Monetary policy actions and the incentive to invest
The ability of monetary policy actions to affect the private sector's incentive to invest in fixed capital is hotly debated. Whereas a downward shift in the yield curve increases the present value of expected cash flows and should spur investment, lower short term interest rates make delay more desirable. These influences work against each other so the net effect of stimulative monetary policy actions could go either way. This article outlines a simple investment decision rule that captures both effects of changing interest rates. It also clarifies why monetary policy actions that shift the yield curve may or may not affect fixed investment.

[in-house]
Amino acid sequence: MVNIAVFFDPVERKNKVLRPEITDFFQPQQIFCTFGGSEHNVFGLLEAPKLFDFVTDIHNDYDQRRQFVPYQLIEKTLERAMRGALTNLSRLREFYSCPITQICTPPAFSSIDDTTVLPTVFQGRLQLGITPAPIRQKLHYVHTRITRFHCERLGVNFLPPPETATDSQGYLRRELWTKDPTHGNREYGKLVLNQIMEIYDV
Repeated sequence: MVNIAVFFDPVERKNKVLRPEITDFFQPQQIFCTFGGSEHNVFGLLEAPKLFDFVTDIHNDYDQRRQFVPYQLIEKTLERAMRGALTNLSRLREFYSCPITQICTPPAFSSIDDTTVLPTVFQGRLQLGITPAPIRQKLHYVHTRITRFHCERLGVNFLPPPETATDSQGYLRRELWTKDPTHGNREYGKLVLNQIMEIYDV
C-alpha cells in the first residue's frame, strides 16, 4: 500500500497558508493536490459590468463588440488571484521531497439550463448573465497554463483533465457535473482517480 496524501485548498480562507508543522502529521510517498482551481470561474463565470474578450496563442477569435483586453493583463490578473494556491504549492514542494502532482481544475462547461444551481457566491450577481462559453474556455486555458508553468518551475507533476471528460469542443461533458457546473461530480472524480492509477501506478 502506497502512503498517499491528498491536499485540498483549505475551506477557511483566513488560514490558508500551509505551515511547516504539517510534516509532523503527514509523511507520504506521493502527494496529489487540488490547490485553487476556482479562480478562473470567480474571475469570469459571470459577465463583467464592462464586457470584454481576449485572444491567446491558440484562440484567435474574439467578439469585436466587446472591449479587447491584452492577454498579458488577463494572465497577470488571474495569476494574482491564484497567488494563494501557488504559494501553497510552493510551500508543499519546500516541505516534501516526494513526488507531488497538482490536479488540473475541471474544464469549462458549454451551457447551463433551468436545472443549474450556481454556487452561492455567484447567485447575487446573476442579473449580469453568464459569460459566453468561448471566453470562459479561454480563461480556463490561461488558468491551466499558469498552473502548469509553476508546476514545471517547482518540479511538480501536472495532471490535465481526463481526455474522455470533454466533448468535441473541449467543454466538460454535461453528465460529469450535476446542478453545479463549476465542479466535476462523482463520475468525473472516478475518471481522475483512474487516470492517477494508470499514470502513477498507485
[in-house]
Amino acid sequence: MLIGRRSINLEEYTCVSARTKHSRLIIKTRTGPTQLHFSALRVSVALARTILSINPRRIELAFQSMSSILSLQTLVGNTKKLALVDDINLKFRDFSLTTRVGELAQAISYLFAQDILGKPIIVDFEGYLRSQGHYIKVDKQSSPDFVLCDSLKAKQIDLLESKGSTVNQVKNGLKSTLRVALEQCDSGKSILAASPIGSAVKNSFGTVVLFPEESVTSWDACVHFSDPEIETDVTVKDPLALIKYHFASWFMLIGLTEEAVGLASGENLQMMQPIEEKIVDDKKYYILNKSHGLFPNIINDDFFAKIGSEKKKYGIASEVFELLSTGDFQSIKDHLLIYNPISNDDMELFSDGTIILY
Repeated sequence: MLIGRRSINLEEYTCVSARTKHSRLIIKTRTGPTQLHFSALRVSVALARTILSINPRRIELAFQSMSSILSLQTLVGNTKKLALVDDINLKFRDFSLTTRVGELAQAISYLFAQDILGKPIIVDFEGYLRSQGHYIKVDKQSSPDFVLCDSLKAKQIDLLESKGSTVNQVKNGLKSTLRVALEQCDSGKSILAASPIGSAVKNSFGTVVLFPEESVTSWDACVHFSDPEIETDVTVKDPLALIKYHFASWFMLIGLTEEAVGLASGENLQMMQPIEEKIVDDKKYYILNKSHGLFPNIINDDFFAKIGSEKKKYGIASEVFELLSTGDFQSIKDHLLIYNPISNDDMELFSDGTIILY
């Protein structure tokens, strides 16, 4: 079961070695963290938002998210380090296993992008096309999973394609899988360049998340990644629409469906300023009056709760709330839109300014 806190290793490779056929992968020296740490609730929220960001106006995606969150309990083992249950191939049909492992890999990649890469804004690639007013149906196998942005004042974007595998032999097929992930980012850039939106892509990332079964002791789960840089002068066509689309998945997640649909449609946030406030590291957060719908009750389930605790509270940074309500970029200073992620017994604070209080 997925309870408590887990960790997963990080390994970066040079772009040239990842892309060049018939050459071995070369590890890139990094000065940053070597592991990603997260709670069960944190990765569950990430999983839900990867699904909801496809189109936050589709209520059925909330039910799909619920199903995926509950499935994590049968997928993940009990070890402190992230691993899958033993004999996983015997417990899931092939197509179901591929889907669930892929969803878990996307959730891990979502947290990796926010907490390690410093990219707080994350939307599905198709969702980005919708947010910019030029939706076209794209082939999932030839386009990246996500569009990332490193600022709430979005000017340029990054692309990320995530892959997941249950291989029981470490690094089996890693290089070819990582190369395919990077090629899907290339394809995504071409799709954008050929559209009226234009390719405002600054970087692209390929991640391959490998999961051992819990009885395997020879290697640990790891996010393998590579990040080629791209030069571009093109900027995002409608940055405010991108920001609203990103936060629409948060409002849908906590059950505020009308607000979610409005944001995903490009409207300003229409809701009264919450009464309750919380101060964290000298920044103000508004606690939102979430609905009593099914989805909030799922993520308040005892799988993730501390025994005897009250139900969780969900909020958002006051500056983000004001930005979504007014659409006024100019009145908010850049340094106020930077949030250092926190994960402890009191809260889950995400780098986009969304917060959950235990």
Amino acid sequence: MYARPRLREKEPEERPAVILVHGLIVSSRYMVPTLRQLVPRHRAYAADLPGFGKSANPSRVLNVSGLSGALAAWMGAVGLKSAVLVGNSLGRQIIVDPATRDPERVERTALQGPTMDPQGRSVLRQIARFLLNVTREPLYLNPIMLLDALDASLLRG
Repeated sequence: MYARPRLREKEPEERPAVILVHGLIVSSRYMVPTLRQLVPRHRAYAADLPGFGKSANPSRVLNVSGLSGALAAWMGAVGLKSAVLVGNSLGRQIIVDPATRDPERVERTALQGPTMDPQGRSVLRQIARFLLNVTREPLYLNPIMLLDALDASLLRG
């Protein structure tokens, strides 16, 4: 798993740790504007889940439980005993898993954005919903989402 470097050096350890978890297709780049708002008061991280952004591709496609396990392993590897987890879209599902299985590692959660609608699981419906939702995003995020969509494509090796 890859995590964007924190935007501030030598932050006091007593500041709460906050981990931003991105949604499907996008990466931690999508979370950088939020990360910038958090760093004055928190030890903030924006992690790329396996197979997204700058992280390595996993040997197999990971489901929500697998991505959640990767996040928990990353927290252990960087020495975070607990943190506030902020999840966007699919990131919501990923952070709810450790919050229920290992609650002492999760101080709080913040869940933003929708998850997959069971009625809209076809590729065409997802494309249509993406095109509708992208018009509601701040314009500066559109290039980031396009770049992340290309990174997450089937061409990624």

|Date of creation:||2004|
|Publication status:||Published in Business Economics, April 2004, 39(2), pp. 24-29|
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- Campbell, John & Cochrane, John H., 1999.
"By Force of Habit: A Consumption-Based Explanation of Aggregate Stock Market Behavior,"
3119444, Harvard University Department of Economics.
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- Frank A. Schmid, 2003. "Does the TIPS spread overshoot?," Monetary Trends, Federal Reserve Bank of St. Louis, issue Dec.
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